Salient. Victoria University Student Newspaper. [Volume 39, Issue 8. April 1976]
All the Way . .
All the Way . . .
For some time there has been a debate raging inside the National Youth Council over whether it should be affiliated to the World Assembly of Youth.
A compromise was reached with the decision to send three delegates to the 9th WAY General Assembly in Kenya, on the understanding that they would report back for a final decision to be made
Salient asked two of the delegates, Geoff Woolford (NYC Executive Officer) and Sue Green (NYC Executive member and former NZUSA Education Vice-president) for their comments on the Assembly.
The 9th General Assembly of the World Assembly of Youth (WAY) held from 23 to 28 February in Nairobi, Kenya, was attended by a delegation of three from the National Youth Council of New Zealand.
It was not without lengthy, and, at times, very heated debate that a decision was taken to send the delegation. And with the return of the delegates and a reassessment of NYC's position in WAY taking place in early June, that debate is far from complete.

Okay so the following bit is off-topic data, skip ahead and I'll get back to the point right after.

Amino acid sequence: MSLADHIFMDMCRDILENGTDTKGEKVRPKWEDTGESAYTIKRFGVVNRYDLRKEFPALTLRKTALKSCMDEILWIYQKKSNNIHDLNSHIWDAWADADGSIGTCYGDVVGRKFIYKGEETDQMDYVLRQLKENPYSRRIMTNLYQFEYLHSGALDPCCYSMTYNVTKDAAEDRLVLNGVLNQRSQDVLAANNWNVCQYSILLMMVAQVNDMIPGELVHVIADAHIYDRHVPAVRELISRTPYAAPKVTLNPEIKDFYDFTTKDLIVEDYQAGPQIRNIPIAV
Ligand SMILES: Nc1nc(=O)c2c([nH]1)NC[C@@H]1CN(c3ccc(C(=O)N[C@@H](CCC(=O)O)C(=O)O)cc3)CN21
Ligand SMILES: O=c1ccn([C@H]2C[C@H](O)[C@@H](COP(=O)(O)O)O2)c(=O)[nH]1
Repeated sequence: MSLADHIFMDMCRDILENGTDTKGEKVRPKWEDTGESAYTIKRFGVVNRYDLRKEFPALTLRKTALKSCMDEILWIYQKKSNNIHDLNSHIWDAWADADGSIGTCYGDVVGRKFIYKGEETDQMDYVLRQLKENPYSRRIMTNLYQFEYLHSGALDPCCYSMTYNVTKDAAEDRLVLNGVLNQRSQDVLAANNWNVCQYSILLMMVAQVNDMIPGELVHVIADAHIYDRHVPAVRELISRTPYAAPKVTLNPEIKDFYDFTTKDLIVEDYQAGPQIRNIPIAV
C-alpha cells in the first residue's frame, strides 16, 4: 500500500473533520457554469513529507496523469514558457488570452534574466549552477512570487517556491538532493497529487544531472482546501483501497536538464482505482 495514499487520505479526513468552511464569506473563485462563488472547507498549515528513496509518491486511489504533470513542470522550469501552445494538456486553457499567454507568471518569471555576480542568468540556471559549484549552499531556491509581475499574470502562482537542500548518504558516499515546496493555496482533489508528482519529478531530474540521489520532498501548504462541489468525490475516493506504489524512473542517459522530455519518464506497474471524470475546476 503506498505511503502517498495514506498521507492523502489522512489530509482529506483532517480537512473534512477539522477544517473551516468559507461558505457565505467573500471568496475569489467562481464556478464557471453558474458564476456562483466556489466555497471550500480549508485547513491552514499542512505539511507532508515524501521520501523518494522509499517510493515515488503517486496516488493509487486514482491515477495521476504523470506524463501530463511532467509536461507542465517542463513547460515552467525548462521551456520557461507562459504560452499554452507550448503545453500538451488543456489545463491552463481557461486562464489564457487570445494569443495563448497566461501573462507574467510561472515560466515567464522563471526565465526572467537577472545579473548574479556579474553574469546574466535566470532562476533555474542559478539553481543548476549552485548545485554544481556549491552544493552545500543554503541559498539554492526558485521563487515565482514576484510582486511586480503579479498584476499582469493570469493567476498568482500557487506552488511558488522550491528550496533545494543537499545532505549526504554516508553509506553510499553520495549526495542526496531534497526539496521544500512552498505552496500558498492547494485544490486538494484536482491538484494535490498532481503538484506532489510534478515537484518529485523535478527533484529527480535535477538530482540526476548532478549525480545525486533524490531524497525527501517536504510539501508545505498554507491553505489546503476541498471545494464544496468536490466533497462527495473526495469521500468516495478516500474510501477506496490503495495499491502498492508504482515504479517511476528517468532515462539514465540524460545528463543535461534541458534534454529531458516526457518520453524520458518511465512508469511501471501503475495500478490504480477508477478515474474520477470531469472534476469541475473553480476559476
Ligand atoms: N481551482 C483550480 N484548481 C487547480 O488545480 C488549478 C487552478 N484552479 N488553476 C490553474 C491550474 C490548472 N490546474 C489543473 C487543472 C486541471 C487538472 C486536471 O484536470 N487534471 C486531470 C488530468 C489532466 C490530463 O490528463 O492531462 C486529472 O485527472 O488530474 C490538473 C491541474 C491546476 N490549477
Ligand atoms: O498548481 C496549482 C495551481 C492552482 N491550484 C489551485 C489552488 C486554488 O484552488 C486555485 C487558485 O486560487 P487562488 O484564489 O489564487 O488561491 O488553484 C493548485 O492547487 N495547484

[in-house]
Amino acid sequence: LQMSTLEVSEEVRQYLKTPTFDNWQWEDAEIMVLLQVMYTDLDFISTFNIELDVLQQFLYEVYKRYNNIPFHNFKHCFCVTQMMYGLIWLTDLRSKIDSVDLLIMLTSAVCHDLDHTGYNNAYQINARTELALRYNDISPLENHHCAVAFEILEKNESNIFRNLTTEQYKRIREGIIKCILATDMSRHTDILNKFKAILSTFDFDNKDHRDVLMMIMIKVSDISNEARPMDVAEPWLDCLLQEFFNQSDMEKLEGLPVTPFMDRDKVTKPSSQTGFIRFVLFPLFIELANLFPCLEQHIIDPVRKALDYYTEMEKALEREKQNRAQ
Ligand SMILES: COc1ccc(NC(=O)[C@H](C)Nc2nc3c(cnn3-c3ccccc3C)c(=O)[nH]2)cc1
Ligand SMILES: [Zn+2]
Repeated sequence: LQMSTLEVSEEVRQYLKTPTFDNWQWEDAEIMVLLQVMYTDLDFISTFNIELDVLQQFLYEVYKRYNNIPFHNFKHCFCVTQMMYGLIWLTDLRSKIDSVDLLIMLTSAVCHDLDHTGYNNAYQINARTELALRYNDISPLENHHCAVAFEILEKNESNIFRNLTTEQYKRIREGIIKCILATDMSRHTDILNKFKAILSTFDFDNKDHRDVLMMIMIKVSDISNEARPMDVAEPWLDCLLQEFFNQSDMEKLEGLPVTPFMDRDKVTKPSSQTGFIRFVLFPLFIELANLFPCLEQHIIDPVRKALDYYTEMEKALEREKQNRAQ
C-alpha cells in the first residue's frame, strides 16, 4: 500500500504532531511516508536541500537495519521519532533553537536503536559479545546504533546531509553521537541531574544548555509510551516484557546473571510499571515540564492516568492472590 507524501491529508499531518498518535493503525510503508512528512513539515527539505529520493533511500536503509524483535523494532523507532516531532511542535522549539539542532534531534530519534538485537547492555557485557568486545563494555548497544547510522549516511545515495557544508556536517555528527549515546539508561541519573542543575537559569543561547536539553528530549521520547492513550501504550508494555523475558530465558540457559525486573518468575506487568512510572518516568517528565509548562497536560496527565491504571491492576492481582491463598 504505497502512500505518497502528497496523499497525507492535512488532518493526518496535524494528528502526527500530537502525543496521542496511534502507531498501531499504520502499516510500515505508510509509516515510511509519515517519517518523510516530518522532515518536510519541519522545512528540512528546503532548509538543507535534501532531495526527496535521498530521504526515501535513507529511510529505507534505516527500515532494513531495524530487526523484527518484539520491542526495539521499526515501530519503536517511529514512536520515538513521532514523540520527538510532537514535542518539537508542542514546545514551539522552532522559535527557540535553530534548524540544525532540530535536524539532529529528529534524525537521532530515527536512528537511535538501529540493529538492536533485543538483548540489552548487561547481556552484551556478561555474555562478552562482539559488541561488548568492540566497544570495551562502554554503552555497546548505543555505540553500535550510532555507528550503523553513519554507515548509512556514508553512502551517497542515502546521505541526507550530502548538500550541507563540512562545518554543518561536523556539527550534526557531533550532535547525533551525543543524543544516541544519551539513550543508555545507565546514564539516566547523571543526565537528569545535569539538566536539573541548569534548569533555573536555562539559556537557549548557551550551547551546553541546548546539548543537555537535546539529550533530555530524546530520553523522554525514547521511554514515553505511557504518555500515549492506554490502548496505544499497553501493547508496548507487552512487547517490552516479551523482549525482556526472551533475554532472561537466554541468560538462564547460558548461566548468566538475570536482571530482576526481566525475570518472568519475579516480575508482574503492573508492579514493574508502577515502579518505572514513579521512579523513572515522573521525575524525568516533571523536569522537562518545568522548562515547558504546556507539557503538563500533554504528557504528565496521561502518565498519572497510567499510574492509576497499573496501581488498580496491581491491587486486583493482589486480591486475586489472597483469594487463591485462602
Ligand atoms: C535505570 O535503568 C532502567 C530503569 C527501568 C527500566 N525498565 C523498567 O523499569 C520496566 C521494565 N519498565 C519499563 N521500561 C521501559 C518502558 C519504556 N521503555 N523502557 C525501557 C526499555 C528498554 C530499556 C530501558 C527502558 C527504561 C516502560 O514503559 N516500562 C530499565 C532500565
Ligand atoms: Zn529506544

On the return of Ross Tanner (member of the NYC executive) from working for several months for the WAY secretariat in Brussels, a sub-committee of the National Youth Council was formed to prepare a report on our relationship with WAY and what our future with WAY should be.
This committee prepared an outline paper which recommended that New Zealand continue its membership of WAY, that it send a delegation to the 1976 WAY assembly, and that we reassess our position within WAY on its return. This report was to be discussed at the Council's AGM in November 1975.
In the interim period between the preparation of the report and the date of the AGM I visited Melbourne and talked about WAY with members of the National Youth Council of Australia (NYCA).
NYCA had recently withdrawn from WAY and as a result of these discussions I realised that there were many areas of contention which the sub-committee report had not covered. So on my return to New Zealand I prepared a further report for the AGM outlining some of these areas.
- WAY was formerly funded by the CIA. Up until 1975 its main source of money was from the US AID agency, for family planning activities and its current financial position is doubtful.
- Cost of WAY membership ($360 - fees and $ 1500 fund to send delegates to Assemblies per year) in relation to little perceived benefit to New Zealand Youth.
- Unrepresentative membership of WAY - it has very few European and Asian members and a number of countries are represented by a WAY committee rather than their National Youth Council.
- Political opposition to some of WAY's activities - concentration on family planning activities.
- Lack of democracy within WAY and the concentration of power within the hands of the Secretary General.
- Lack of information provided by WAY to New Zealand, concerning its activities and finances.